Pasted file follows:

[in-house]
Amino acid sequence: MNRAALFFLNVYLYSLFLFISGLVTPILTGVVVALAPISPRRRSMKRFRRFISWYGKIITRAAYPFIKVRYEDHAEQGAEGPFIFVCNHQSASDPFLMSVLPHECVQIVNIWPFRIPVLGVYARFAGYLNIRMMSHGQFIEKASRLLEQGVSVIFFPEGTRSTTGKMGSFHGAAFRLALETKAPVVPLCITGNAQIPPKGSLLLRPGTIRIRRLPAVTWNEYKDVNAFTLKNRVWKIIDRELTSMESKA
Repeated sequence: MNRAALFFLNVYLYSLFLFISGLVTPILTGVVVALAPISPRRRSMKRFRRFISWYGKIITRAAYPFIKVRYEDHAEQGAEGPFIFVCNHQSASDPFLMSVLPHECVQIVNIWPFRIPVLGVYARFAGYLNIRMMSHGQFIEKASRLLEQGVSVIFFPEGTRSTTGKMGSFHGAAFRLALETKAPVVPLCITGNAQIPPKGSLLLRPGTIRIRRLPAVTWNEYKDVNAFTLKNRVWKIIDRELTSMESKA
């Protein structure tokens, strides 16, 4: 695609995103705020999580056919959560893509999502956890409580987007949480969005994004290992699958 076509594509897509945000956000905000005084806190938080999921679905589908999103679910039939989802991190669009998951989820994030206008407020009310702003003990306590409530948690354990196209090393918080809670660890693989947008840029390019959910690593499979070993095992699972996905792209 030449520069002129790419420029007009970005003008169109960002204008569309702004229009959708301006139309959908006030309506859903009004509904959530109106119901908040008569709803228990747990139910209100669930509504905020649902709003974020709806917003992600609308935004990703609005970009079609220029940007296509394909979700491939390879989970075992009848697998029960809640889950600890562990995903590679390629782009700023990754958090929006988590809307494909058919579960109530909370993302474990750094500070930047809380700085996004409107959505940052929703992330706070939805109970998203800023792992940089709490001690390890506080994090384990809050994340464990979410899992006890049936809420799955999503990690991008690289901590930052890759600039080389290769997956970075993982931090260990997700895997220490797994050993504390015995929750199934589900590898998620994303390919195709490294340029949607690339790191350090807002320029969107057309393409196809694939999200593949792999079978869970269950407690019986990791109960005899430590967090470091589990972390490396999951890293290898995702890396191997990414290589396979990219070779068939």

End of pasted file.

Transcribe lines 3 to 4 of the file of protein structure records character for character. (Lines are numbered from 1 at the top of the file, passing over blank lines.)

Repeated sequence: MNRAALFFLNVYLYSLFLFISGLVTPILTGVVVALAPISPRRRSMKRFRRFISWYGKIITRAAYPFIKVRYEDHAEQGAEGPFIFVCNHQSASDPFLMSVLPHECVQIVNIWPFRIPVLGVYARFAGYLNIRMMSHGQFIEKASRLLEQGVSVIFFPEGTRSTTGKMGSFHGAAFRLALETKAPVVPLCITGNAQIPPKGSLLLRPGTIRIRRLPAVTWNEYKDVNAFTLKNRVWKIIDRELTSMESKA
């Protein structure tokens, strides 16, 4: 695609995103705020999580056919959560893509999502956890409580987007949480969005994004290992699958 076509594509897509945000956000905000005084806190938080999921679905589908999103679910039939989802991190669009998951989820994030206008407020009310702003003990306590409530948690354990196209090393918080809670660890693989947008840029390019959910690593499979070993095992699972996905792209 030449520069002129790419420029007009970005003008169109960002204008569309702004229009959708301006139309959908006030309506859903009004509904959530109106119901908040008569709803228990747990139910209100669930509504905020649902709003974020709806917003992600609308935004990703609005970009079609220029940007296509394909979700491939390879989970075992009848697998029960809640889950600890562990995903590679390629782009700023990754958090929006988590809307494909058919579960109530909370993302474990750094500070930047809380700085996004409107959505940052929703992330706070939805109970998203800023792992940089709490001690390890506080994090384990809050994340464990979410899992006890049936809420799955999503990690991008690289901590930052890759600039080389290769997956970075993982931090260990997700895997220490797994050993504390015995929750199934589900590898998620994303390919195709490294340029949607690339790191350090807002320029969107057309393409196809694939999200593949792999079978869970269950407690019986990791109960005899430590967090470091589990972390490396999951890293290898995702890396191997990414290589396979990219070779068939």